An adaptive optics system uses lasers, supercomputers, and an array of mirrors to correct atmospheric distortion. To sharpen an image with adaptive optics, astronomers will pick a point of light, called a “guide star.” They’ll measure and monitor how its light waves bends as they move through Earth’s atmosphere, and then send that information, via supercomputer, to the telescope’s mirrors. In response, the mirrors bend in a way that straightens out the light waves as they are reflected onto the telescope. Of course, there isn’t always a guide star near enough to the object that an astronomer is studying, and, in that case, astronomers use lasers as a guide star instead.


Space-based telescopes

An emerging solution is to put radars and telescopes into orbit. Space-Based Sensors (SBS) consist of a space segment, primarily consisting of a constellation of optical satellites, and a ground segment including networked ground stations to control the satellites.


SBS having the ability to track space objects from space, offer advantages over ground based systems since they are not affected by weather or atmosphere. This leads to improved sensor sensitivity and allows for the detection of faint objects including microsatellites and space debris. This in turn increases the probablity of collision event detection by improving the timeliness of detection for maneuver. Space based sensors will provide timely detection, collection, identification and tracking of man-made space objects from deep space to low-earth orbits.


For debris observations radar and optical stations are active, but also in situ measurements (e.g. optical observations from satellites) are efficient. Low altitude debris are usually observed by radar ground stations while high altitude debris are observed by optical ground stations.


US Air Force’s Small Telescope

Previously classified adaptive optics technologies enabled the U.S. Air Force Research Laboratory (AFRL) to capture an image of an asteroid’s moon using a telescope measuring just 1.5 meters across.


The images of the moon were captured at the Starfire Optical Range at Kirtland Air Force Base in New Mexico. The small moon, known as Linus, measures around 30 km in diameter and orbits the asteroid 22 Kalliope at a distance of around 1100 km every 3.6 days. The asteroid and its moon are found in the main belt of asteroids which stretches between Mars and Jupiter. The 1.5m telescope is only one of several telescopes at the base, all of which are claimed by AFRL to be capable of tracking satellites in low Earth orbit (LEO).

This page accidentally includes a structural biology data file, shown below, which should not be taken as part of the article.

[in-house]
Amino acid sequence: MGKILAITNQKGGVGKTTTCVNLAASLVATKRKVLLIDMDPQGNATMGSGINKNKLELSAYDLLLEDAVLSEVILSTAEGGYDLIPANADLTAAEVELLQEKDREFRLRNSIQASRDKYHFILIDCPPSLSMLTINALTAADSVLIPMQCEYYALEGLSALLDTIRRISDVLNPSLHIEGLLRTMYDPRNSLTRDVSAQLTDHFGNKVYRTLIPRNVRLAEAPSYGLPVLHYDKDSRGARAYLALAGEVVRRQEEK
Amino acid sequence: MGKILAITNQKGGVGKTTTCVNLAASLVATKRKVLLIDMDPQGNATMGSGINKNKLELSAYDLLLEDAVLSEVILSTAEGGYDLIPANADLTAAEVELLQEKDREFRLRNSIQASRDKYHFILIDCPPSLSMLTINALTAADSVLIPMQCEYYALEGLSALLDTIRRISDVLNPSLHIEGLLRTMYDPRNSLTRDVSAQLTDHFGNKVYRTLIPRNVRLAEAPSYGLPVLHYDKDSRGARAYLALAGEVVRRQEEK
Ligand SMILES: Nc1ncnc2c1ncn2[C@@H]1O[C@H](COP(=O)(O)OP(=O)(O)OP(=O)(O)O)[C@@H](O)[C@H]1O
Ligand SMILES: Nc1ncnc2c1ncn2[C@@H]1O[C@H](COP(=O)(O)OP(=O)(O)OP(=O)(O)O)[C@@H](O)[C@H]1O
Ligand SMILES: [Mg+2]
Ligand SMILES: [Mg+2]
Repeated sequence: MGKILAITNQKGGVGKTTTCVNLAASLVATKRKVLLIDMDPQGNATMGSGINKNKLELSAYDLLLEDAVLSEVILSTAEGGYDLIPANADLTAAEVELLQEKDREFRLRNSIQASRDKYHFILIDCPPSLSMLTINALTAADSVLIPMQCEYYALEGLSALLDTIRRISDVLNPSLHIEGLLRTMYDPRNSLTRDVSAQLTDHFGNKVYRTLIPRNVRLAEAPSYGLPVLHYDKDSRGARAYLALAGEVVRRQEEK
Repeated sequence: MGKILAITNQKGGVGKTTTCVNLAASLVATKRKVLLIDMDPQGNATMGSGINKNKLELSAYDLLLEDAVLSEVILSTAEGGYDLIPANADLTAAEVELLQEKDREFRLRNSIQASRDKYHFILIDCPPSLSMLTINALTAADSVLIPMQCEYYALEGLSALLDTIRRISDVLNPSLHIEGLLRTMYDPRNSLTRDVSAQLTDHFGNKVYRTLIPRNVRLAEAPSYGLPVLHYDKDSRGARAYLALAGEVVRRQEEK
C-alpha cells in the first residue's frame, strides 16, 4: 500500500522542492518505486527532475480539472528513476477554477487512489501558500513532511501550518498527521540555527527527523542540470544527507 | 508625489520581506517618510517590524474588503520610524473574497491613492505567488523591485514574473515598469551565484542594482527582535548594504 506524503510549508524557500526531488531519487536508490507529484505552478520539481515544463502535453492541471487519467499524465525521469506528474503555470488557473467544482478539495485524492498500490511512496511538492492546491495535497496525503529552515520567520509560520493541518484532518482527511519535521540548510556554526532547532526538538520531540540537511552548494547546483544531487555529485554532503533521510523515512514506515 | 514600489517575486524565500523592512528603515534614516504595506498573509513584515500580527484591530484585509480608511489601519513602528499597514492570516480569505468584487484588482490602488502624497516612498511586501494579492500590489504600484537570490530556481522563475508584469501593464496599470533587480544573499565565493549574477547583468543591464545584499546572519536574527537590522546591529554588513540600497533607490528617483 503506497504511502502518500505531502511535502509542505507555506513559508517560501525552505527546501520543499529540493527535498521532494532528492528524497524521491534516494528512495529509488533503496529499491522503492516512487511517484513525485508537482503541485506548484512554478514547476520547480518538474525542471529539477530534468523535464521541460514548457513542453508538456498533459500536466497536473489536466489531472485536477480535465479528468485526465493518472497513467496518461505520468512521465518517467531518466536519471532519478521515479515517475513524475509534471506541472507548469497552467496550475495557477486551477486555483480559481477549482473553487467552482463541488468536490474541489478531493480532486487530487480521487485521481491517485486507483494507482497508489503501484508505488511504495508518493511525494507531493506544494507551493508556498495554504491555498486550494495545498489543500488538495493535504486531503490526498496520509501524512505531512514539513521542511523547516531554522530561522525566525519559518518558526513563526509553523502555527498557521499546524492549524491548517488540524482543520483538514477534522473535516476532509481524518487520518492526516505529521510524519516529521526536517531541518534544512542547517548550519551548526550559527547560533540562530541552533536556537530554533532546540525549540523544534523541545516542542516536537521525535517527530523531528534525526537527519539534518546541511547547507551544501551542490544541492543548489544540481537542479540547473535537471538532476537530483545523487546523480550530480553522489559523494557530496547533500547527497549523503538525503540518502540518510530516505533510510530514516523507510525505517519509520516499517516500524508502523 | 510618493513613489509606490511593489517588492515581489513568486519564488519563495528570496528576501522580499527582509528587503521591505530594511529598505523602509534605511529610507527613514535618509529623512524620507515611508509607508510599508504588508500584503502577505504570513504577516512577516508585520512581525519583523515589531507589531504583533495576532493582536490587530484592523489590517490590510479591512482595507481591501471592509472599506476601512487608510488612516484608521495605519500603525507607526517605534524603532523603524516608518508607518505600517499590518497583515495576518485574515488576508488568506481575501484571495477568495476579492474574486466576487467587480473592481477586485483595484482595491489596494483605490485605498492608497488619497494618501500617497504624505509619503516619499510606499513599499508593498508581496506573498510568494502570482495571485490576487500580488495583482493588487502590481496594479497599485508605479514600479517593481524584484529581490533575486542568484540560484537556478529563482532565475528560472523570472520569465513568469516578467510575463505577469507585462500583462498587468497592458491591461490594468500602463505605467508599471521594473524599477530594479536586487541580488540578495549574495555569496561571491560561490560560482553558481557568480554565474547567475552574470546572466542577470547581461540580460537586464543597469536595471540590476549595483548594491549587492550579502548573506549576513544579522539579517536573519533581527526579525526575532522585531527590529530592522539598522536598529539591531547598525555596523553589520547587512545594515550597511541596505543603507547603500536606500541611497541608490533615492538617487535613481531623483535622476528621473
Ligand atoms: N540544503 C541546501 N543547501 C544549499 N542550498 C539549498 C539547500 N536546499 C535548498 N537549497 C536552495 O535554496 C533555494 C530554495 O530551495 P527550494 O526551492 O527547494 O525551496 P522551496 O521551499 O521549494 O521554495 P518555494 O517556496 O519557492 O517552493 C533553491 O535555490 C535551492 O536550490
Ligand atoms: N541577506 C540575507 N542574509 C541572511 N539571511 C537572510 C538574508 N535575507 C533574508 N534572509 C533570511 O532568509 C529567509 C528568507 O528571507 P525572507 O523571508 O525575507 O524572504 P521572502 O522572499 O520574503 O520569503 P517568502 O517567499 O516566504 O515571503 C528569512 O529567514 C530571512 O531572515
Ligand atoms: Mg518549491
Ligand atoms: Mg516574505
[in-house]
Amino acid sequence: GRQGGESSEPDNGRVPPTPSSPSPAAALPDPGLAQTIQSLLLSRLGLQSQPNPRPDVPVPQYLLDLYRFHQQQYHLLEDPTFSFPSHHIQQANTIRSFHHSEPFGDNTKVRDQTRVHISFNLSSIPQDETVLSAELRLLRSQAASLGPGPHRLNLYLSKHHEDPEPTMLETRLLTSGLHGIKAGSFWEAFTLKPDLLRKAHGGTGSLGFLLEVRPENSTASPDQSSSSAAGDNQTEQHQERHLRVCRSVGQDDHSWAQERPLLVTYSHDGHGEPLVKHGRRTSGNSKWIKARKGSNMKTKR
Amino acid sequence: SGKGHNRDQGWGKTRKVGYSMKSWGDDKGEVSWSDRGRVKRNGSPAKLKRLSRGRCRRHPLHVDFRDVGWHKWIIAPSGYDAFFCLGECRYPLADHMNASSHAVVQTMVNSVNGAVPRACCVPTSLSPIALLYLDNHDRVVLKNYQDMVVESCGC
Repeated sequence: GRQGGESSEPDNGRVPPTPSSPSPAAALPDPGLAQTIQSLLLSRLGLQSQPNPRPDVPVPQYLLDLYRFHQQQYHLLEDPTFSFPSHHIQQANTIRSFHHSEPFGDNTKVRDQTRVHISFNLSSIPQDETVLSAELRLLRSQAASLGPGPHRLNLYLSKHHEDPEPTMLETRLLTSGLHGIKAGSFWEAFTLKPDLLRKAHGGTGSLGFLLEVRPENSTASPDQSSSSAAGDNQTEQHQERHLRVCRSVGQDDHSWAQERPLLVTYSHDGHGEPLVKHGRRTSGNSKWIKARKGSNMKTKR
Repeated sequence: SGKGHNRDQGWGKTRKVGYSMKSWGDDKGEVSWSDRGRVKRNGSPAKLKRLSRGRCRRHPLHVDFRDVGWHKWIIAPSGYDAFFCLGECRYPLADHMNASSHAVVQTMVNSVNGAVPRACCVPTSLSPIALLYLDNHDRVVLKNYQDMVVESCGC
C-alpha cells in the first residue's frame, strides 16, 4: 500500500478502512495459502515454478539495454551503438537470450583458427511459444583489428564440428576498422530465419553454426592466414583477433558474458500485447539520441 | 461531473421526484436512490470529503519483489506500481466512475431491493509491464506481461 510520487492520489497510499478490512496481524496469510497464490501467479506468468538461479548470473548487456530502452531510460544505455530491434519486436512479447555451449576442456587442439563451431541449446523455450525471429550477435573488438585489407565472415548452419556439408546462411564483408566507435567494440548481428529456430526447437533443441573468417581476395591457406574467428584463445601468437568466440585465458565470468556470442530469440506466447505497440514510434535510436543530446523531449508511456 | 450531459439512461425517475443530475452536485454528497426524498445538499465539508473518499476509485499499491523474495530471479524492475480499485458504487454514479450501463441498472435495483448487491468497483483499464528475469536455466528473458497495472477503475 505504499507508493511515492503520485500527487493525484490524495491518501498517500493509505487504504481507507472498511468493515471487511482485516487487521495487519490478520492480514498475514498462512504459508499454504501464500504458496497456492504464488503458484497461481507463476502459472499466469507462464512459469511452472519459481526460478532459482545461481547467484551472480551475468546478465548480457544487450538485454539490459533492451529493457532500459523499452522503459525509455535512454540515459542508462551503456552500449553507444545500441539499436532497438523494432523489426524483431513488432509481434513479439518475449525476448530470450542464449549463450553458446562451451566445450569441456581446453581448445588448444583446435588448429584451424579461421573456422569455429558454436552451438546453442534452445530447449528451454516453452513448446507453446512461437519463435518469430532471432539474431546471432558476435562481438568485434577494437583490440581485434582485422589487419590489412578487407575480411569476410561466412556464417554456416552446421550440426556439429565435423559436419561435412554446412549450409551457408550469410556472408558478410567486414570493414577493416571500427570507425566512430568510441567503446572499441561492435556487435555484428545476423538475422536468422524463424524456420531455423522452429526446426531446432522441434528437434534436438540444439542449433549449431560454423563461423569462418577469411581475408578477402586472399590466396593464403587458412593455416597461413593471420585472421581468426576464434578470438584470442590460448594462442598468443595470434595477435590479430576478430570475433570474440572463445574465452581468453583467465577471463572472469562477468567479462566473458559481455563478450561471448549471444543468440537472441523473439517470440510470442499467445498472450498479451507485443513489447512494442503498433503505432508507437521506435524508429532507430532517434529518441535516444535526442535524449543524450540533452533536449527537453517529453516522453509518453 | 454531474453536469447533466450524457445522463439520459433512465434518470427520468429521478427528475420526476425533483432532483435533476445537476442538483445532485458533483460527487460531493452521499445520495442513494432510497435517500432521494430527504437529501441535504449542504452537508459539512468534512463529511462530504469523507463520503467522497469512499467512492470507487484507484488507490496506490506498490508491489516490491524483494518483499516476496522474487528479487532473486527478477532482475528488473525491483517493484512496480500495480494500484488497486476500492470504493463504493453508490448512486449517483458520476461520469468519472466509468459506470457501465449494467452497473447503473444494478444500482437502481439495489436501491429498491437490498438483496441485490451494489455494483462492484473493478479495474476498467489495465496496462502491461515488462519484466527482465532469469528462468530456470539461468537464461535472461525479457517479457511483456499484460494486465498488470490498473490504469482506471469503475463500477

The key technology enabling this milestone is known as adaptive optics, a system that enables scientists to reduce the blurring or distortion caused by atmospheric interference when viewing objects in space. There are a few different types of adaptive optics in use, ranging from using deformable mirrors that can ‘cancel out’ atmospheric interference to using lasers to project artificial “guide stars” that can be used as reference points to measure and subsequently reduce atmospheric interference. AFRL did not state which particular adaptive optic system was used in the recent imaging of Linus but did say that the images were made without the use of a laser guide star.


According to an AFRL fact sheet, the site facility “operates one of the world’s premier telescopes capable of tracking low-earth orbiting satellites.” Dr. Jack Drummond, a Starfire astronomer, says that refining advanced imaging methods such as those used to view 22 Kalliope’s moon, Linus, could help not only in viewing celestial objects but also in detecting satellites in Earth’s orbit.


“The reason we even look at the asteroids at the [Starfire Optical Range] is because they are a good proxy for manmade satellite observations,” Drummond told the Albequerque Journal last year. “Nobody wants to be near each other’s satellites. We can’t tell two satellites to get together. Instead, we look at asteroids and their moons. It’s a perfect analogy, a perfect proxy.”